The whole thing just frustrates me, and it frustrates me more because the writers have been setting up the parallels between Mayberry and the Prison (OH DO YOU SEE?) with such a sledge-hammer that they are smashing both logistical sense and the character kind. I’m half of a mind to be Team Governor at this point, because Rick is an autocratic jerk (and also bananas with grief) who is only the hero because we know he’s the lead and unlikely to die. Frankly, I think it only makes sense for Mayberry to take the Rickocrats out at this point, regardless of who started what with whom. Even though Andrea’s naivete is hard to stomach – seriously, women, you were abandoned by your friends and on the run for months – I almost appreciate her eye bugging about how hard the Rickocrats have become.

If this show isn’t going to become an endless horrible slog – and likely for many folk, it already hit that second season – there’s going to have to be more beautiful life gestures, which I Ain’t a Judas managed to hit with the absolutely sublime Tom Waits fade-out started by that blonde girl who is totally going to die soon with her high clear voice, and then fading into Waits’s gin-soaked rumble. More of that, writers, and less of the wandering in the woods, transported by the magical tesseract of plot expedience. I get there is ground to cover here, but put your damn feet on it.

Review: Walking Dead: Suicide King and Home

Wooooooooooooo! Freaking finally.

I’m reading a book series at the moment – one of those open-ended deals that isn’t pretending that it’s going to tie-up in a satisfying way anytime soon – and I’m on book four. Books one through three constituted what I felt like was an emotional arc, running a coherent story through more episodic, um, episodes. (Gah. Bad word choice, I has it.) Halfway through four, I’m still trying to figure what the new arc is going to be and who these people are. I know I’ve been introduced to him? And her? But I can’t recall? At this point in the game, it is pieces moving on the board – this person here, this other person there, a conversation, a reminder. Even though I did not start out talking about A Song of Ice and Fire, that’s a pretty good encapsulation of my feelings about that series too. Books four, man.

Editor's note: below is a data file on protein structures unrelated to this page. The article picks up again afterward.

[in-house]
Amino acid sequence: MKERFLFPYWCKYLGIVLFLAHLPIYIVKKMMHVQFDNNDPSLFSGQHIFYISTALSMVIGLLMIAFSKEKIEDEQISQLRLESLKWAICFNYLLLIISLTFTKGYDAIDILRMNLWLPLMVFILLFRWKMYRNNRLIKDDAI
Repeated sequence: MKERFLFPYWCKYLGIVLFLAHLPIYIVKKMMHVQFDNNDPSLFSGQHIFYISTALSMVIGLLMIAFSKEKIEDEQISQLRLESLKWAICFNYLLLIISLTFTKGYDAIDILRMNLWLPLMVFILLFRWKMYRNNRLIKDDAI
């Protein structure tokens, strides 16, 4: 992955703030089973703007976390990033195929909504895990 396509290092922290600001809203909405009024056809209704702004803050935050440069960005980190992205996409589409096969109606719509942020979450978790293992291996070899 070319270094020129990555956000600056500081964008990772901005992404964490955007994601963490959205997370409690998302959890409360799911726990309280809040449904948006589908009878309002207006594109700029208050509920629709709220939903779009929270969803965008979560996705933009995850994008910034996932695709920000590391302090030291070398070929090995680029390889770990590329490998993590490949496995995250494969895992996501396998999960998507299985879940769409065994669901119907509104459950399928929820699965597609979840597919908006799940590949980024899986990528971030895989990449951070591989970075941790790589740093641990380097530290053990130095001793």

Anyway. Point being, here we are after all the dun-dun reveals of the mid-season finale, and I’m feeling very much like I’m reading book four of the series. I’m squealing a little about my favorites, and trying to remember minor characters – who is Oscar? Oh right, the black guy they killed off for being not Tyresse; there can be only one – and wondering why no one is bothering to write a straight up episode arc anymore. Shit happening in sequencial order is not a dramatic arc, friends. I’m not saying The Suicide King was bad, or that there weren’t smart or even heart-melting developments, just that there’s a lot of ground covering and not a lot of what you might strictly call sense.

The opening verged on terrible. I have remained unconvinced by any of the zombie MMA scenes, which I thought initially was a problem of staging, although staging continues to be a problem. The arena feels small, with too few people in it, and I kept watching the shouting audience members one by one and thinking far too much about how the actors had been coached to shout and shake their fists. Too many long shots, too much light, not enough physical danger. Merle and Daryl start swinging at each other, and when they brought in the collared walkers, I thought, how long until this goes completely pear shaped, and Merle and Daryl slip out? Which might ultimately be a conscious choice, because Mayberry is such a total joke.

The scene tightened considerably when the smoke bombs were thrown and everyone ran screaming through the mist, walkers unleashed, the fragile sense of control broken. The Governor walking slow out of the smoke was an image, I’ll grant you, a very good one. But it’s also an image of what the heck is the problem with the Mayberry sequences: who the hell are these people? We’ve got 75 or so folk living here in Mayberry, and all we know about them is that they can shake their fists unconvincingly when brothers are to fight to the death. Sure, okay, maybe the Gov has gotten them through some hard times, but don’t they have, like, actual personalities somewhere behind the mob? Seriously, they’re going to try to storm the front gates to get out into the zombie apocalypse? 75 isn’t a lot of people. That’s half of your Dunbar’s number, and after what, a year? living together, there are no strangers anymore. There’s no anonymous arm shaking. There’s no packing the car and honking at the sentinels to let you out. That makes as little sense as how little Andrea and Michonne seem to know about each other after seven months – seven months! – on the run together. Seriously, why does Michonne scowl when Rick asks if she knows Andrea? Other than that’s the only thing the writers let her do? Bah.

So the Governor walks out of the mist and I think, yeah, I see what you’re doing. Mayberry isn’t a real town, it’s propaganda. This is an inflammatory analogy, but it made me think of Leni Reifenstahl talking about making Triumph of the Will: there was just Hitler, and the people. One man and the state. A less inflammatory analogy would be Lord of the Flies, with the great mass of undifferentiated boys who acquiesce to the will of the only people who matter, the ones in charge. That is totally fine as a metaphor for societal ethics and leadership, which is pretty much the decomposing heart of most zombie fictions, but often reads poorly as a narrative about real characters. Mobs ain’t people.